But Kagyu is a “fiery bull,” and this is even more interesting. In the figure we see a wooden bull, put on wheels, from the mouth of which the pressure of air supplied by the bellows erupts burning oil. Bull pushing two ninjas. But how, where and how could a ninja have the opportunity: firstly, it is a “fire-breathing miracle to build,” secondly, to deliver it to the wrong place, and, thirdly, to use it?
A huge stone, if you hang it on supports, should be retracted, pulling on the rope, so that it, as a pendulum, would go forward and hit the wall of an enemy castle. The most durable structures would not withstand his blows. But look, on what arc this stone had to move, and from what distance and how high to fall. It turns out that this “car” should have been simply unrealistically huge.
Hatsumi Masaaki reported that ninjas tied themselves to Yamidako kites and soared over enemy territory, studied its location, and even shot at ground targets with a bow! They could also quietly land from such kites in the rear of the enemy. Indeed, the Japanese were skilled at launching large kites. And it is logical to assume that they could construct a snake that would be able to lift a person into the air in order to observe the enemy. So in the Russian naval navy in the early twentieth century, snakes with an observer on board at sea were launched. But why was all this necessary for the ninja, to whom any gates were opened in the clothes of the monks, is not clear?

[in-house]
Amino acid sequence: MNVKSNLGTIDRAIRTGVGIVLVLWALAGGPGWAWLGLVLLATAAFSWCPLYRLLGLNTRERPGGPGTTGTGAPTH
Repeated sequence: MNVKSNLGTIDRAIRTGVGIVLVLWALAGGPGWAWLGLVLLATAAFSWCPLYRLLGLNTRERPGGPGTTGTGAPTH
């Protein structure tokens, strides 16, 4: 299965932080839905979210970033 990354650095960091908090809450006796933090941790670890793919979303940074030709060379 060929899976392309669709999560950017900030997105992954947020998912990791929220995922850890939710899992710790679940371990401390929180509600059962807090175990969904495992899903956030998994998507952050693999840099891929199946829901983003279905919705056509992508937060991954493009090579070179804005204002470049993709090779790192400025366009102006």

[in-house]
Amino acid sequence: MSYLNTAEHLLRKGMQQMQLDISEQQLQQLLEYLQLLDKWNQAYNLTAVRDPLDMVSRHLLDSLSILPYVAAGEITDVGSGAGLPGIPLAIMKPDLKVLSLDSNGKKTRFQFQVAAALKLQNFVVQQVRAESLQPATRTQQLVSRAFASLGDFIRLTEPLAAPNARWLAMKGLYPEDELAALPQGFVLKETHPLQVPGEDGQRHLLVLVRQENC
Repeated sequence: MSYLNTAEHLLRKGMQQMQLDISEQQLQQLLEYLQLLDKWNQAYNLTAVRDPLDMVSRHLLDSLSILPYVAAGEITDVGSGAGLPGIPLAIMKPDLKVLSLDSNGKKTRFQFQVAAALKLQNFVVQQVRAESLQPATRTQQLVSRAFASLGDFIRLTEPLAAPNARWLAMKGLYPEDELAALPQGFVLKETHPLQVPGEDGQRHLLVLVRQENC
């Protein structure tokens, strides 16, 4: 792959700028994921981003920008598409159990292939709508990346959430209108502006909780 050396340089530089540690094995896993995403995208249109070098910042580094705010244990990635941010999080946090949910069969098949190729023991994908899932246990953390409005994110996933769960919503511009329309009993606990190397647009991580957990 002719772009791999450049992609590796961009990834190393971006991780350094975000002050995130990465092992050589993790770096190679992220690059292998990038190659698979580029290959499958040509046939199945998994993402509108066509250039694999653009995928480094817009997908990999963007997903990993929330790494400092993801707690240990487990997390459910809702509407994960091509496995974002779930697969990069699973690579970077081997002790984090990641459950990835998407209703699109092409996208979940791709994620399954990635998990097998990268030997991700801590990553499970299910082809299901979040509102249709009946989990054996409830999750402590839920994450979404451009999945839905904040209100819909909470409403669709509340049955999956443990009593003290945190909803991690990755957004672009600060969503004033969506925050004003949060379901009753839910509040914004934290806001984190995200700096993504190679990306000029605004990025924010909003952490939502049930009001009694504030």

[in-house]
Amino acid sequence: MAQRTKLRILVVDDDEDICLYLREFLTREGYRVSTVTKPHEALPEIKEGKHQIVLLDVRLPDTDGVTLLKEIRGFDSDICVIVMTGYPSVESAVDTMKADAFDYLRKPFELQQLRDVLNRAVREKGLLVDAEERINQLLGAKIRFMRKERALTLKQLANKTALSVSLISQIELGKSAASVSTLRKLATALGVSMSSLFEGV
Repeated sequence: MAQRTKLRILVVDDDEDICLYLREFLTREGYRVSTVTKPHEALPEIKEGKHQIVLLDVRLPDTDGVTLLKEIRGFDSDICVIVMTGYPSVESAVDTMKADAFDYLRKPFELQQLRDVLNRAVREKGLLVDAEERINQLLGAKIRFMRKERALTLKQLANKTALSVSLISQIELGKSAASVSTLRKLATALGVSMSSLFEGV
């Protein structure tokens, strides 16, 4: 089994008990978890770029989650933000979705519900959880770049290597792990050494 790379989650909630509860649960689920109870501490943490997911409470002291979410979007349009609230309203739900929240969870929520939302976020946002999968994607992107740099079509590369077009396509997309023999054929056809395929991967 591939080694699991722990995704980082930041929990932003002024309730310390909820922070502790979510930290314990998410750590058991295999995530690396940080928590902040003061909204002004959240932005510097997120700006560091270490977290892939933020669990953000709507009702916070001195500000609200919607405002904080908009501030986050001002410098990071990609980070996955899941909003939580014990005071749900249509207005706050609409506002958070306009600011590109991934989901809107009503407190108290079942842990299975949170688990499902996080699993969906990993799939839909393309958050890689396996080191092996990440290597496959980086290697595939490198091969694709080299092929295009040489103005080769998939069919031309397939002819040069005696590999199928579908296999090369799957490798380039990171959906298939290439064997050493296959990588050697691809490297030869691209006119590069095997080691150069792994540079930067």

It is reported that they also had light gliders that were launched using flexible bamboo poles and ropes — that is, it was something like a huge slingshot. As a result, the glider flew into the air with the pilot and flew over any high wall. Moreover, in flight, ninjas allegedly could also throw bombs at enemies.